I Almost Never Use the Word "Groundbreaking," but I'm Using It Now: "Krunk Fu Battle Battle" at East West Players

This post may get me in a bit of hot water because, when I've talked smack about the Los Angeles Times before, the forces of darkness have come after me. But, hey, a boy's gotta do what a boy's gotta do.

First thing's first. Krunk Fu Battle Battle, which is currently enjoying its world premiere run at East West Players in Los Angeles, is the first Asian-American hip-hop musical—with book by Qui Nguyen, lyrics by Beau Sia, vocal music by Marc Macalintal, and dance music provided by Rynan Paguio and Jason Tyler Chong. Performed by a crazy-talented cast of veteran actors and nimble newcomers, Krunk Fu is also perhaps the most energetic and loudest show ever staged by the 45-year-old company.

The visually stunning B-boy choreography by Jason Tyler Chong challenges the actor-singer-dancers to bust moves that are incredible feats of the human body—stunt work in the name of dance—and everybody's more than game. (I myself can barely not trip over myself and onto my ass when I play Dance Central on my XBOX Kinect, so what these people do amazes me to the point where I have to convince myself that what they're doing is real and that I'm not just dreaming it—and, by the way, I've already seen the show twice.)

The dance numbers (blending old-school breaking and new-school hip-hop) and music numbers (blending rap, R&B, and traditional musical-theatre ballads) are framed by the story of an Asian-American high school student who dance-battles the best B-Boys in Brooklyn's Chinatown for control of the campus and for the heart of a girl. Under the direction of Tim Dang (who knows his way around a Sondheim musical, but embraces a surprising and fresh vision here), the entire production is infused with the spirit of hip-hop—from the colorful set to the highly stylized, animated performances that evoke contemporary, urban commedia dell'arte. (I mean, is there such a thing?!)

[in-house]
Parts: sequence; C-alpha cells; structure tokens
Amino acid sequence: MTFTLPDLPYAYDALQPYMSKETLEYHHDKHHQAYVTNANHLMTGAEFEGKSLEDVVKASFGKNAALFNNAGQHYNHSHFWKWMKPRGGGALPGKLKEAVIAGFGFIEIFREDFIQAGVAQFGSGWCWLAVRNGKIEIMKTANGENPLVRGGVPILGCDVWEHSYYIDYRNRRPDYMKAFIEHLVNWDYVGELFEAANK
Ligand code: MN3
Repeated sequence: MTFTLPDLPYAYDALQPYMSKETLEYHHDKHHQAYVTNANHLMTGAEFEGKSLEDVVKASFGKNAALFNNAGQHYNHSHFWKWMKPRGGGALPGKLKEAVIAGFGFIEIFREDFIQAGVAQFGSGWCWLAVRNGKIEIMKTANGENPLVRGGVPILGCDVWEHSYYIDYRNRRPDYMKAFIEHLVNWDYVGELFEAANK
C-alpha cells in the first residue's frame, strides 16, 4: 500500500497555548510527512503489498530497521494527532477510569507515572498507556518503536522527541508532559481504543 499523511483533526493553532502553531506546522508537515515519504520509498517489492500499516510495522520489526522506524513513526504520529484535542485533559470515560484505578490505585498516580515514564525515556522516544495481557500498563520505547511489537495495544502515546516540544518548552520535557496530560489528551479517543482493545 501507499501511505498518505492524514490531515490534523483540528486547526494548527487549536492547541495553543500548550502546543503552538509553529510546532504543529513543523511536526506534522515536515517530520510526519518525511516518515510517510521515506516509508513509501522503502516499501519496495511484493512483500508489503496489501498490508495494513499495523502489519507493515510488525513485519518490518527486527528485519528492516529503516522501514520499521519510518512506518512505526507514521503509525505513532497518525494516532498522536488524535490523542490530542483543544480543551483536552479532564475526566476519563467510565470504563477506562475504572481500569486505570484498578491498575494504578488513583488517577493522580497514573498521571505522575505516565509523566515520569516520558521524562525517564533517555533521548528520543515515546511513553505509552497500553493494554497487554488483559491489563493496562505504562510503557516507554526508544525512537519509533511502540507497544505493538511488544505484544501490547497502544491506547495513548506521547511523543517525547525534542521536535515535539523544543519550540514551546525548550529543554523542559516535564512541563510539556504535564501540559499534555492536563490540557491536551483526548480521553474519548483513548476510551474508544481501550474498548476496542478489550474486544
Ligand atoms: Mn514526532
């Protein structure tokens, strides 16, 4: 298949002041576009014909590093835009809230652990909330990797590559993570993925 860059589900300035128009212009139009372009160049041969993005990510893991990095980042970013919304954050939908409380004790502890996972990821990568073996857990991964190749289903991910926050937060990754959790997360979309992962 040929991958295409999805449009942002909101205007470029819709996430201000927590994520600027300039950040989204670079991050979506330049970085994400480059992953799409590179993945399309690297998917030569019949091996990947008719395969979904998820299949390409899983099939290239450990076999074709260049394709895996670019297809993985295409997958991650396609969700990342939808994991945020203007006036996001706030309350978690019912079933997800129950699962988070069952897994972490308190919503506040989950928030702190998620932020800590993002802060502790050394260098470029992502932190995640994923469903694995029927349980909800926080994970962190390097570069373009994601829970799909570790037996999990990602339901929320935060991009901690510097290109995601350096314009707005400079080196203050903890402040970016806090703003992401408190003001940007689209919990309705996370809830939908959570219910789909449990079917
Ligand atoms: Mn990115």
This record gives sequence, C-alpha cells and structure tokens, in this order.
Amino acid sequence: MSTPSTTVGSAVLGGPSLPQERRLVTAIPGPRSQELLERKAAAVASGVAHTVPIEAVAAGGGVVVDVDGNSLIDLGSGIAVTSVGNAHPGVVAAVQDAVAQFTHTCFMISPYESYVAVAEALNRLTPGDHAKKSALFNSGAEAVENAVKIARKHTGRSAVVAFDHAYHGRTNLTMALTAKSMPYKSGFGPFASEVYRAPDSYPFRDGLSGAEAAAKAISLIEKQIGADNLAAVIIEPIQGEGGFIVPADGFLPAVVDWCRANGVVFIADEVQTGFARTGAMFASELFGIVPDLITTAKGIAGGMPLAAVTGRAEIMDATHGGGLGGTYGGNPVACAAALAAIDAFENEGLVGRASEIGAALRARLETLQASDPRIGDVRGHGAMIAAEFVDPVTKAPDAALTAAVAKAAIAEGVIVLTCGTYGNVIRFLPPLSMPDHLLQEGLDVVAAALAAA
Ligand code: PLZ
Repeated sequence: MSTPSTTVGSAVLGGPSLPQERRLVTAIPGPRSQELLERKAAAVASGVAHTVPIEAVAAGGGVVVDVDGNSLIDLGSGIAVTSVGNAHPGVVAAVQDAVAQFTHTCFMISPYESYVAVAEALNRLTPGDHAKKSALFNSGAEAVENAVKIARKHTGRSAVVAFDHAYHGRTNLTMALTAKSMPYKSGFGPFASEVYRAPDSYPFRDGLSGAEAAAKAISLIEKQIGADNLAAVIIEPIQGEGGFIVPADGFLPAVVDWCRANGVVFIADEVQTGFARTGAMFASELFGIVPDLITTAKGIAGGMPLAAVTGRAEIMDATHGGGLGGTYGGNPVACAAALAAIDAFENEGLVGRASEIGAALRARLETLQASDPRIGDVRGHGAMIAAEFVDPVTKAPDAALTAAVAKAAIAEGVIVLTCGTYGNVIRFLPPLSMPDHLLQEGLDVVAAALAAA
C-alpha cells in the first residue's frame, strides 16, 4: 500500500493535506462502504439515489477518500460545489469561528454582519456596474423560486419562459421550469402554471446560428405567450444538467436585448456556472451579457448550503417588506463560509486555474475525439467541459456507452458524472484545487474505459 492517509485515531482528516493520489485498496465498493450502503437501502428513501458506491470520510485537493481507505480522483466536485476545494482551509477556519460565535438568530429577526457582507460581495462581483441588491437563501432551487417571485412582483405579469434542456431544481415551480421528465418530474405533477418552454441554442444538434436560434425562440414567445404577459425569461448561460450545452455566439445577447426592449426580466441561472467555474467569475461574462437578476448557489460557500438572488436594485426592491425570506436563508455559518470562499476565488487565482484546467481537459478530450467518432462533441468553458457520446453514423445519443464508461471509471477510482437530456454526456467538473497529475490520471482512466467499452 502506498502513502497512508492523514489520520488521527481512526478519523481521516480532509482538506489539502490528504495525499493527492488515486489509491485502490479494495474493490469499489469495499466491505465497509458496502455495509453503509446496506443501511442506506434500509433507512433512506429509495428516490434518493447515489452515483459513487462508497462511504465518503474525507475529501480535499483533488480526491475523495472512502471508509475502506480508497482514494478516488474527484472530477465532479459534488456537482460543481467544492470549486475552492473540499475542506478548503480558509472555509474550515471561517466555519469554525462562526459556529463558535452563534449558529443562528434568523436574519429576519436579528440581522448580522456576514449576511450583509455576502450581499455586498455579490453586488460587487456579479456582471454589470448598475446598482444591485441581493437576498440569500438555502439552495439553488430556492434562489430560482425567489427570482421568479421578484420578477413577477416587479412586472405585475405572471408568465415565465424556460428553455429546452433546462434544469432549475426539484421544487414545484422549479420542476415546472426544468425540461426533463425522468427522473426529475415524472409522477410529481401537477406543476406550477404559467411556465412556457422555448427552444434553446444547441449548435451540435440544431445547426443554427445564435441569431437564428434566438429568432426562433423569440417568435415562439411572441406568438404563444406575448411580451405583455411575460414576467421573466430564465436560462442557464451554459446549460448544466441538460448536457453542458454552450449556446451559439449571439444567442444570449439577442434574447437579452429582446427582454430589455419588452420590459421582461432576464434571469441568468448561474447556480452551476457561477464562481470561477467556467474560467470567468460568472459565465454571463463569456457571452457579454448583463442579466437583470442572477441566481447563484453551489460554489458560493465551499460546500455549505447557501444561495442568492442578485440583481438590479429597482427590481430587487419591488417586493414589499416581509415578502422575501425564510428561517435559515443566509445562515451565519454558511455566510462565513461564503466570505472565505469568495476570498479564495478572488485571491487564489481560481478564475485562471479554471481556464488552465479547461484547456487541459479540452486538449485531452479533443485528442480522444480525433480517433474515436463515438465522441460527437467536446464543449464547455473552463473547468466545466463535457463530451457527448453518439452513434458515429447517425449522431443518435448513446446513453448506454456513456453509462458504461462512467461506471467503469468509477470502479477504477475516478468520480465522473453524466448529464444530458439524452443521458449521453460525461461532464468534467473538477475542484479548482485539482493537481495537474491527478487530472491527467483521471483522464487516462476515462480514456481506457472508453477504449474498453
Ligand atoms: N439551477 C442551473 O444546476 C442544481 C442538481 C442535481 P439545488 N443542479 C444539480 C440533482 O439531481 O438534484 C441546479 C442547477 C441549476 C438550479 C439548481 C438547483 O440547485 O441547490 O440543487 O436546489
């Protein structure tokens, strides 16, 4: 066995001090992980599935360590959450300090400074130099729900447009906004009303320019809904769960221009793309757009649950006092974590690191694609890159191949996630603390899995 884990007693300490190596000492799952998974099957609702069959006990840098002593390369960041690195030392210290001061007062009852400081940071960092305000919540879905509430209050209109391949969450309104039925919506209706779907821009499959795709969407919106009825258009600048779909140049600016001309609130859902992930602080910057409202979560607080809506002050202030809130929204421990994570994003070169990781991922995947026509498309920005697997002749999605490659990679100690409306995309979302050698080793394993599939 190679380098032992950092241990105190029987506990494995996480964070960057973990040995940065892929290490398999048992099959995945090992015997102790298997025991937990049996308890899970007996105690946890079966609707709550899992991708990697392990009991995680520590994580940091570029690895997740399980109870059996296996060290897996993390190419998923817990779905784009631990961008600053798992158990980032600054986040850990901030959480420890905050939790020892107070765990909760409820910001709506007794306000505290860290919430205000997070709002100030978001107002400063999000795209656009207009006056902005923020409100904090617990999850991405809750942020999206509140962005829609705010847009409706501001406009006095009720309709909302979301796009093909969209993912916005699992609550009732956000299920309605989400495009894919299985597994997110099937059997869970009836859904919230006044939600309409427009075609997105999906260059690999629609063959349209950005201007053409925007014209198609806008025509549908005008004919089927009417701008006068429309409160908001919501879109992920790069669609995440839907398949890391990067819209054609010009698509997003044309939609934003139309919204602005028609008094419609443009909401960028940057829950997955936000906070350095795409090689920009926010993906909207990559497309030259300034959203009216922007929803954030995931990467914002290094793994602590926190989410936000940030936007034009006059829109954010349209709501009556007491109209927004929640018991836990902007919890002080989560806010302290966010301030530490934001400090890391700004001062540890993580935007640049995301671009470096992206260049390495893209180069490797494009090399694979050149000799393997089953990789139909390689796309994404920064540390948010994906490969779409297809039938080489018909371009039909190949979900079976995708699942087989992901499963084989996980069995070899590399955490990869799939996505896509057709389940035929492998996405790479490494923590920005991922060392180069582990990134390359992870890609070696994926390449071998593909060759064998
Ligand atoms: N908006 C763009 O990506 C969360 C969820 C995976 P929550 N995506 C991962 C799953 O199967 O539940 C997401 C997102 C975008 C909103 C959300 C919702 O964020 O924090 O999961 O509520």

Krunk Fu is anchored by irresistibly charming performances from lead actor Lawrence Kao and Blas Lorenzo as his mentor; a comic tour de force by Matt Tayao; the powerful, reaching-to-the-back-of-the-house pipes of Joan Almedilla; the delightfully showboating acrobatics of the lead villain played by Leng Phe; and muscular acting, singing, and dancing support from Cesar Cipriano, Liza B. Domingo, Evan Moua, Megumi Tatsumikawa, and Troy Terashita.

Okay. Is it time for me to get in trouble yet? Here we go....

While the Los Angeles Times review of Krunk Fu Battle Battle is mostly positive and acknowledges the dance numbers, the cast, and the director, reviewer Charlotte Stoudt takes a quick swipe at the show by calling it "after-school special material"—which goes to show you the sometimes willing naivete of white intelligentsia. It's right that reviewers consider plays in a larger context—but simply using the lens of the broad "American theatre" to view a show like Krunk Fu does a disservice to her readers and suggests that she is unable (or unwilling?) to understand the context in which a show like Krunk Fu has come to be.

After-school specials are typically didactic TV programs for children and teenagers that tackle social issues and hit audiences over the head with messages. While the underdogs in Krunk Fu Battle Battle stand up for themselves in the end and make nice with the bad guys, that's not the message. That's not what this play is doing. I'm reminded of Mary Elizabeth Mastrantonio's memorable line in the James Cameron movie, The Abyss: "You have to look with better eyes than that!"

Yes, the almost counterintuitive melding of traditional musical theatre, hip-hop culture, and Asian America can rightly be called "groundbreaking," but there's so much more happening here.

As Asian Americans continue to make progress in terms of positive representation in the mainstream media, Asian-American males have always been behind the curve. In my play, Model Citizens (which was Runner-Up for a National Play Award in 2000), an Asian-American character succinctly states his biggest social gripe: "The feminization of my entire culture, especially in the mainstream media.... As in, Asian American women and men—and men—are overly feminized. Our women become girls, and our men become emasculated." While a lot has changed since I wrote those lines more than a decade ago, Asian men are still struggling (rightly or wrongly so) with their place in this culture, as evidenced by the unusually epic essay, "Paper Tigers," by Wesley Yang in a recent issue of New York magazine. (Honestly, I still haven't read the whole thing—I mean, this?! Again?! Still?!)